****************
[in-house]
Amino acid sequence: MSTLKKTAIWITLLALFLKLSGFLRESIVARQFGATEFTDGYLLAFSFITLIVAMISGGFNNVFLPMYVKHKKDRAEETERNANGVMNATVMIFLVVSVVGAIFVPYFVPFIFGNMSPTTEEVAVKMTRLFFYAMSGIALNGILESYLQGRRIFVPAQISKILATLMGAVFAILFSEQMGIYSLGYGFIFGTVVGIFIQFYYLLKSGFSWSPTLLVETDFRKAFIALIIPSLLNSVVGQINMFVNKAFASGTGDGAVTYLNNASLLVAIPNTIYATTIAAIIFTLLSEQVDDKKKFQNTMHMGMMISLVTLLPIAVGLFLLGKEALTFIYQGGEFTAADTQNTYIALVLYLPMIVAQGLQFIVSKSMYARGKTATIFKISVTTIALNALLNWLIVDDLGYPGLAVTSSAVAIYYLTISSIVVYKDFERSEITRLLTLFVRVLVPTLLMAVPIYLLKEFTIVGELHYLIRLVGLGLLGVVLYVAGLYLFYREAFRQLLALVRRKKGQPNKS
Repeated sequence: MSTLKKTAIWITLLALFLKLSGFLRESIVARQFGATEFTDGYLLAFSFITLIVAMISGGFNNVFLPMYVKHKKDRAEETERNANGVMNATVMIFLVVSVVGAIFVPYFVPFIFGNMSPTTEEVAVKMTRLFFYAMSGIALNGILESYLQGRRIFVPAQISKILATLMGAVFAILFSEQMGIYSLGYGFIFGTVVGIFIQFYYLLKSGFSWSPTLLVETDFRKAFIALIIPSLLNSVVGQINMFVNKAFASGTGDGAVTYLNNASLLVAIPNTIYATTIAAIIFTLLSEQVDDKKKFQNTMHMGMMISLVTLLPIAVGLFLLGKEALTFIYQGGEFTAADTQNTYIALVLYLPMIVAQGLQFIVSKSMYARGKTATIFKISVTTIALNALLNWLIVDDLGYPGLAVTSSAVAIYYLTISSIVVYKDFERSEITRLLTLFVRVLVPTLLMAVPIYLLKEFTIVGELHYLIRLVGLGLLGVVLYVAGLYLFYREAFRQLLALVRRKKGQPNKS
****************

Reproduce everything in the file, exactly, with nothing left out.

[in-house]
Amino acid sequence: MSTLKKTAIWITLLALFLKLSGFLRESIVARQFGATEFTDGYLLAFSFITLIVAMISGGFNNVFLPMYVKHKKDRAEETERNANGVMNATVMIFLVVSVVGAIFVPYFVPFIFGNMSPTTEEVAVKMTRLFFYAMSGIALNGILESYLQGRRIFVPAQISKILATLMGAVFAILFSEQMGIYSLGYGFIFGTVVGIFIQFYYLLKSGFSWSPTLLVETDFRKAFIALIIPSLLNSVVGQINMFVNKAFASGTGDGAVTYLNNASLLVAIPNTIYATTIAAIIFTLLSEQVDDKKKFQNTMHMGMMISLVTLLPIAVGLFLLGKEALTFIYQGGEFTAADTQNTYIALVLYLPMIVAQGLQFIVSKSMYARGKTATIFKISVTTIALNALLNWLIVDDLGYPGLAVTSSAVAIYYLTISSIVVYKDFERSEITRLLTLFVRVLVPTLLMAVPIYLLKEFTIVGELHYLIRLVGLGLLGVVLYVAGLYLFYREAFRQLLALVRRKKGQPNKS
Repeated sequence: MSTLKKTAIWITLLALFLKLSGFLRESIVARQFGATEFTDGYLLAFSFITLIVAMISGGFNNVFLPMYVKHKKDRAEETERNANGVMNATVMIFLVVSVVGAIFVPYFVPFIFGNMSPTTEEVAVKMTRLFFYAMSGIALNGILESYLQGRRIFVPAQISKILATLMGAVFAILFSEQMGIYSLGYGFIFGTVVGIFIQFYYLLKSGFSWSPTLLVETDFRKAFIALIIPSLLNSVVGQINMFVNKAFASGTGDGAVTYLNNASLLVAIPNTIYATTIAAIIFTLLSEQVDDKKKFQNTMHMGMMISLVTLLPIAVGLFLLGKEALTFIYQGGEFTAADTQNTYIALVLYLPMIVAQGLQFIVSKSMYARGKTATIFKISVTTIALNALLNWLIVDDLGYPGLAVTSSAVAIYYLTISSIVVYKDFERSEITRLLTLFVRVLVPTLLMAVPIYLLKEFTIVGELHYLIRLVGLGLLGVVLYVAGLYLFYREAFRQLLALVRRKKGQPNKS